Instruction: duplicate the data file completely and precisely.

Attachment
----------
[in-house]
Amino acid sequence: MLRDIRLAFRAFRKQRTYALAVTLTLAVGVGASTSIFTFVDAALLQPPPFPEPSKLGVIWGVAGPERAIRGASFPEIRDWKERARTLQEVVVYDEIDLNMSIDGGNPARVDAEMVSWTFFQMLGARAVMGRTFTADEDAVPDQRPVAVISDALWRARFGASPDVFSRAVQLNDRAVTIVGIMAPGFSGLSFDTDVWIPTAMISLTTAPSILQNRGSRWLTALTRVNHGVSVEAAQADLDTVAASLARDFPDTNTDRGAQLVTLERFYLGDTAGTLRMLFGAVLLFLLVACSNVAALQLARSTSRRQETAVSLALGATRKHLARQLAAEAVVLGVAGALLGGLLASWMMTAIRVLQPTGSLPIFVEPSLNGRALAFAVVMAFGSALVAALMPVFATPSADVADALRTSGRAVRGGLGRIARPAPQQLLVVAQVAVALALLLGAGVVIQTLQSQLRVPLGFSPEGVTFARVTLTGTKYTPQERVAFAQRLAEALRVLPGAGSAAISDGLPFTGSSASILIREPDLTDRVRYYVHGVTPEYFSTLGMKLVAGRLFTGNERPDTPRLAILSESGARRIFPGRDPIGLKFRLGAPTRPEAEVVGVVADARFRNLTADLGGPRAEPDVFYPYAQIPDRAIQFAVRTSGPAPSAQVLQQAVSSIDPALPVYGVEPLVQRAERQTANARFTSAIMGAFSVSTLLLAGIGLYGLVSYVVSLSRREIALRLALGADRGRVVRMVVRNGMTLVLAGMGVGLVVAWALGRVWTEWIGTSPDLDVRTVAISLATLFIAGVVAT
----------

[in-house]
Amino acid sequence: MLRDIRLAFRAFRKQRTYALAVTLTLAVGVGASTSIFTFVDAALLQPPPFPEPSKLGVIWGVAGPERAIRGASFPEIRDWKERARTLQEVVVYDEIDLNMSIDGGNPARVDAEMVSWTFFQMLGARAVMGRTFTADEDAVPDQRPVAVISDALWRARFGASPDVFSRAVQLNDRAVTIVGIMAPGFSGLSFDTDVWIPTAMISLTTAPSILQNRGSRWLTALTRVNHGVSVEAAQADLDTVAASLARDFPDTNTDRGAQLVTLERFYLGDTAGTLRMLFGAVLLFLLVACSNVAALQLARSTSRRQETAVSLALGATRKHLARQLAAEAVVLGVAGALLGGLLASWMMTAIRVLQPTGSLPIFVEPSLNGRALAFAVVMAFGSALVAALMPVFATPSADVADALRTSGRAVRGGLGRIARPAPQQLLVVAQVAVALALLLGAGVVIQTLQSQLRVPLGFSPEGVTFARVTLTGTKYTPQERVAFAQRLAEALRVLPGAGSAAISDGLPFTGSSASILIREPDLTDRVRYYVHGVTPEYFSTLGMKLVAGRLFTGNERPDTPRLAILSESGARRIFPGRDPIGLKFRLGAPTRPEAEVVGVVADARFRNLTADLGGPRAEPDVFYPYAQIPDRAIQFAVRTSGPAPSAQVLQQAVSSIDPALPVYGVEPLVQRAERQTANARFTSAIMGAFSVSTLLLAGIGLYGLVSYVVSLSRREIALRLALGADRGRVVRMVVRNGMTLVLAGMGVGLVVAWALGRVWTEWIGTSPDLDVRTVAISLATLFIAGVVAT